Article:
Ramsbotham entered the cabinet in April 1940 as President of the Board of Education. He remained in this office after Winston Churchill became Prime Minister in May 1940. In June 1940 Cardinal Arthur Hinsley, leader of the English Catholic Church, led a deputation to Ramsbotham to demand financial support for Catholic schools. Ramsbotham acknowledged that in principle the Catholic schools needed help but made no firm commitment, and stressed that greater state control over their schools, which the Catholic hierarchy did not want, would be the quid pro quo.[7]

Ramsbotham spoke to the Lancashire NUT in Morecambe (reported in The Times on 17 March 1941). He wanted the school leaving age raised to 15, and thereafter to 16, as soon as possible, and day continuation classes up to the age of 18 (classes of this kind had been proposed in the 1918 Fisher Act and in subsequent reform proposals, but had not been implemented due to cost constraints - the same was true of the raising of the leaving age). All depended on how quickly schools could be repaired (both from war damage, and the previous poor state of many church schools), which would mean competing with housing for building priorities.[8]

Ramsbotham's department produced a set of proposals for reform, called “The Green Book” after its cover, in June 1941.[9][10] The Green Book was supposedly confidential but was widely distributed among opinion formers, as Lester Smith put it, “in a blaze of secrecy”, and was later used as the basis for talks with Local Education Authorities (LEAs) and teaching unions.[11][12] Paragraph 137 proposed compensating for greater state control of church schools by partially lifting the 1870 Forster Act's ban on denominational instruction in state schools, to allow such teaching from the age of 11. Paradoxically this was not good enough for the churches, as the proposal for separate schools from the age of 11 would reduce their control over children aged 11–14, who up until that time had been educated in church schools.[13] R. A. Butler later wrote in his memoirs that the Green Book failed on the issue of denominational teaching in state schools.[14] The Roman Catholic hierarchy rejected the Green Book out of hand.[15] The Green Book was soon overshadowed by the Five Points, the Protestant Churches' proposals on Religious Education in state schools which had been issued in February.[16]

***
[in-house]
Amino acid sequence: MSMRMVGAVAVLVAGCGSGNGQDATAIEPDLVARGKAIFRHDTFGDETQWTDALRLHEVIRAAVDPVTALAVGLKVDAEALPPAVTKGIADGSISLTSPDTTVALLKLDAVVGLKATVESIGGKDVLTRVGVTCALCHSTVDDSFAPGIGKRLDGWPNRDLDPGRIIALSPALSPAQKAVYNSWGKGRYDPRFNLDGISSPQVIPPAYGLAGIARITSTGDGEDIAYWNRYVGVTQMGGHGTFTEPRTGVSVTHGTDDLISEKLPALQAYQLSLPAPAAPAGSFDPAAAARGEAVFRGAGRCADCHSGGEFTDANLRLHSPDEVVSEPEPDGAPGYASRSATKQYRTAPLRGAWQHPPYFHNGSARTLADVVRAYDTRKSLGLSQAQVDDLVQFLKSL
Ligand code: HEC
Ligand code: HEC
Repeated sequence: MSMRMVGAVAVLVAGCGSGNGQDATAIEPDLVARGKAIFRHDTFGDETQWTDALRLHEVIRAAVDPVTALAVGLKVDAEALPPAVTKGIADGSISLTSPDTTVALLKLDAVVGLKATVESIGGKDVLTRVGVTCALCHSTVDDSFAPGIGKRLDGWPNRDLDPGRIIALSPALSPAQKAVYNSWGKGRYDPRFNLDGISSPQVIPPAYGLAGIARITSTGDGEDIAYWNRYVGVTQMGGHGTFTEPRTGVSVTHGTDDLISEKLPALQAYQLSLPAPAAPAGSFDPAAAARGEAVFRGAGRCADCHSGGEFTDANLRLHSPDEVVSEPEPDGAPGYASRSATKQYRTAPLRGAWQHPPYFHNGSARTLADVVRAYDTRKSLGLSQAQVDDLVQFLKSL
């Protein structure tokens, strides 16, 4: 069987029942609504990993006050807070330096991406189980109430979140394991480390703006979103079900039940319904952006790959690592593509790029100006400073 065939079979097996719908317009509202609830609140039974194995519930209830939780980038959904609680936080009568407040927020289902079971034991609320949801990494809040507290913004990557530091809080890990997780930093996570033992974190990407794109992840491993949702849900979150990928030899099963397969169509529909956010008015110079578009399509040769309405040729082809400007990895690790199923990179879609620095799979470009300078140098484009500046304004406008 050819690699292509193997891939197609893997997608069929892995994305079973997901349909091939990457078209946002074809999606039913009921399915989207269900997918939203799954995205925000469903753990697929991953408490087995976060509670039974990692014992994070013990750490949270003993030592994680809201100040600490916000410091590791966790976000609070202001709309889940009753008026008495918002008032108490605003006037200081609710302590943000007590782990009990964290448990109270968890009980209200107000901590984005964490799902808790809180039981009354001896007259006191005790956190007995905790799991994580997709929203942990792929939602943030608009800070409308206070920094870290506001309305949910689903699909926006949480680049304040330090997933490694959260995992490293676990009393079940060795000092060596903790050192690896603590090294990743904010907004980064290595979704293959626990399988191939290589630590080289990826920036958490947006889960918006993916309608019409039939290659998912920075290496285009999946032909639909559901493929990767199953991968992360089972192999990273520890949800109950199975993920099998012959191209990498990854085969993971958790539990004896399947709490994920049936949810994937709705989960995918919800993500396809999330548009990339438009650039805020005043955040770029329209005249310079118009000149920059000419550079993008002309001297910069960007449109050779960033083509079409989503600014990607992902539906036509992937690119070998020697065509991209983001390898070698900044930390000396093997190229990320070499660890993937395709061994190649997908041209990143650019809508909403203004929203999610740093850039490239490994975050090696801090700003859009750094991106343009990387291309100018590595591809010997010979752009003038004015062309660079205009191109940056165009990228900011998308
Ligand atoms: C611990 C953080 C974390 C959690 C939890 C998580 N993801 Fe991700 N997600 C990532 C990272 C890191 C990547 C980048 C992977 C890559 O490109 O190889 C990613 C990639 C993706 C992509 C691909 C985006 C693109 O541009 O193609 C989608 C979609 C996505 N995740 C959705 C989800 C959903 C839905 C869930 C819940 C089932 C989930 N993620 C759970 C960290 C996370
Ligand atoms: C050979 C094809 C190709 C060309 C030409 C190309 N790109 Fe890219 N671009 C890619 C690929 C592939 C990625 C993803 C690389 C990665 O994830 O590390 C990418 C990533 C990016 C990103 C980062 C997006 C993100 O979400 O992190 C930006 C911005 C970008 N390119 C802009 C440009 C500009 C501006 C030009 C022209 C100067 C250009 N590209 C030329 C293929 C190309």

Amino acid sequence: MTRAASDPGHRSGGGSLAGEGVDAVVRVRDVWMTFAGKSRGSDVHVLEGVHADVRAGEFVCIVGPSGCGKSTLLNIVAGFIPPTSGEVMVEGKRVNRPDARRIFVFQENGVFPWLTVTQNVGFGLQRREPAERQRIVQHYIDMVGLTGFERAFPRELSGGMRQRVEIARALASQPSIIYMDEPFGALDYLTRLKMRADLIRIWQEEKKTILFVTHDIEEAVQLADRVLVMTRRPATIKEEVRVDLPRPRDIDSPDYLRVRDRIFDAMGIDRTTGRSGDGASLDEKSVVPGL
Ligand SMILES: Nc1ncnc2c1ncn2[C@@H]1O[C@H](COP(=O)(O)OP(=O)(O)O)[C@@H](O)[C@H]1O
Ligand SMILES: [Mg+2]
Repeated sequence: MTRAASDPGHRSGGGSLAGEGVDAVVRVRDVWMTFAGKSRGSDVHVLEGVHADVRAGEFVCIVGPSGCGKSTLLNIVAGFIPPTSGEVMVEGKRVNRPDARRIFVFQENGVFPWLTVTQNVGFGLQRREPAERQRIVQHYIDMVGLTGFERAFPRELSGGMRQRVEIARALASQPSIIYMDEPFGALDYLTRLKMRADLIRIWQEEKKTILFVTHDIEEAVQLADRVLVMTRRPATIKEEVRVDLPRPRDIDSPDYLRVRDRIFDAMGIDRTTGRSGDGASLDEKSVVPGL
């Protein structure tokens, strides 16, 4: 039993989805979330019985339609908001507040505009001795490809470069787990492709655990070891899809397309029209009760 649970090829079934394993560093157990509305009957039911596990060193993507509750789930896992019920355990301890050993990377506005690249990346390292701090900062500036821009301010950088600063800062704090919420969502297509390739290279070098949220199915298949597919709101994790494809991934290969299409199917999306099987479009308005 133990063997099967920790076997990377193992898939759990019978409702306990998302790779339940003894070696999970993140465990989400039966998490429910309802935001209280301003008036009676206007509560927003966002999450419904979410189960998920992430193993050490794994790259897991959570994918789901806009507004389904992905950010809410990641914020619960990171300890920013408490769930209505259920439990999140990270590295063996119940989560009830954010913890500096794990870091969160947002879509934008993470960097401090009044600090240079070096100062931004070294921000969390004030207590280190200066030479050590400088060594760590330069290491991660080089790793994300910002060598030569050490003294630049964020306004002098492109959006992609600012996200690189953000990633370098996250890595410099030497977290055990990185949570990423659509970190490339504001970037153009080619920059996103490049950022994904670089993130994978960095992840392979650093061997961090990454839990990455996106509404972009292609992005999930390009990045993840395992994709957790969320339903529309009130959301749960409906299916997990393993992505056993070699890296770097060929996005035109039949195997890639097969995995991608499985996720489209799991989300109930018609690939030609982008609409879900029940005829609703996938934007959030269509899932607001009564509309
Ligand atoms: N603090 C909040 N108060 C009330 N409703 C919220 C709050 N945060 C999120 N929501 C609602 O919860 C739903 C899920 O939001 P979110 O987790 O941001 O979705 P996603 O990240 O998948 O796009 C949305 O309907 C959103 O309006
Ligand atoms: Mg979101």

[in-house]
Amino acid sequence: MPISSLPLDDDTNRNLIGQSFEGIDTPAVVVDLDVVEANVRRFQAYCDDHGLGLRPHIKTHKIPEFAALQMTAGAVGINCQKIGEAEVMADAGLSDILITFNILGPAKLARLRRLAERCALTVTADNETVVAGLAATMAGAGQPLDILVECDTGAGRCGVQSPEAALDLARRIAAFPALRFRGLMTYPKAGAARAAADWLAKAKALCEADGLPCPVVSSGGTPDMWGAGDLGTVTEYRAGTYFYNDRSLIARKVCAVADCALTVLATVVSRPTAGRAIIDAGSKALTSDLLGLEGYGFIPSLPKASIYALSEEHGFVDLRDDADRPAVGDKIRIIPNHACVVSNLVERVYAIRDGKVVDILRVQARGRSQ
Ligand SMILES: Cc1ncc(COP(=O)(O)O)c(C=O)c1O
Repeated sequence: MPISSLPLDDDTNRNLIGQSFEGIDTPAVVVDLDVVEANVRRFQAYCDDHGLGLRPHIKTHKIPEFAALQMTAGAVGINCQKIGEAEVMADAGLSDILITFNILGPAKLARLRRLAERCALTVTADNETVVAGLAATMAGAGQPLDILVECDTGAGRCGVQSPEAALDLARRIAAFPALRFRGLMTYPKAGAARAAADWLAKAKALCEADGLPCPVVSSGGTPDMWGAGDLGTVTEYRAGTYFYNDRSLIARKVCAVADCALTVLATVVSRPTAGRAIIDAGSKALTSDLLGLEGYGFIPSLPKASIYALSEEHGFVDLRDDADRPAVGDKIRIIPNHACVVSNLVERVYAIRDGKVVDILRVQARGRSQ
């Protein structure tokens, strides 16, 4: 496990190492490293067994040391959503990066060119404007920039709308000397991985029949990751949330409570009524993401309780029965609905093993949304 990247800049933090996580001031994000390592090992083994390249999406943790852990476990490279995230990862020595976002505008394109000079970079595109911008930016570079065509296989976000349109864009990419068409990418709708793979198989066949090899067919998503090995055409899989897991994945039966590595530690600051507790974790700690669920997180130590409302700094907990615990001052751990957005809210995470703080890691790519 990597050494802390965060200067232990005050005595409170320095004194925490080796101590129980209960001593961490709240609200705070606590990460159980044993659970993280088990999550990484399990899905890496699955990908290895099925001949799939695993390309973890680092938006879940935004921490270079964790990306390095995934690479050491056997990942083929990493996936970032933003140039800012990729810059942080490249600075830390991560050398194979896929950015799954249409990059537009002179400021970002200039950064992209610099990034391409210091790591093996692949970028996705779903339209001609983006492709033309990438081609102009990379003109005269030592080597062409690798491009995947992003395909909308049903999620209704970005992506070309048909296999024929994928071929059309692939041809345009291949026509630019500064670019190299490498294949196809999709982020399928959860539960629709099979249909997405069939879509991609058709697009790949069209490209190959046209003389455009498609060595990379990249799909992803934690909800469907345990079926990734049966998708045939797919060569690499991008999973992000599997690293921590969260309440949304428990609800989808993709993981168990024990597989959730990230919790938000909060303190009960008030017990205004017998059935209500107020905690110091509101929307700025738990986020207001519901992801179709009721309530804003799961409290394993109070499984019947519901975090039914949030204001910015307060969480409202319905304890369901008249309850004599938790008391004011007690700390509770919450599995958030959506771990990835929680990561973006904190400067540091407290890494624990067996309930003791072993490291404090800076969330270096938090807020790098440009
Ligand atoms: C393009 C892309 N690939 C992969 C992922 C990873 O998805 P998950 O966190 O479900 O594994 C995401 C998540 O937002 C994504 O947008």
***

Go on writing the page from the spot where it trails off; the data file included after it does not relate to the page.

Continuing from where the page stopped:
Although many of Ramsbotham's proposals would later be incorporated into Butler's 1944 Act, Churchill nursed memories of the controversy over the 1902 Act and did not favour major education reform at this stage. He used the March speech as an excuse to remove him – he was succeeded by Butler in July 1941 and sent to the House of Lords as a viscount.[17]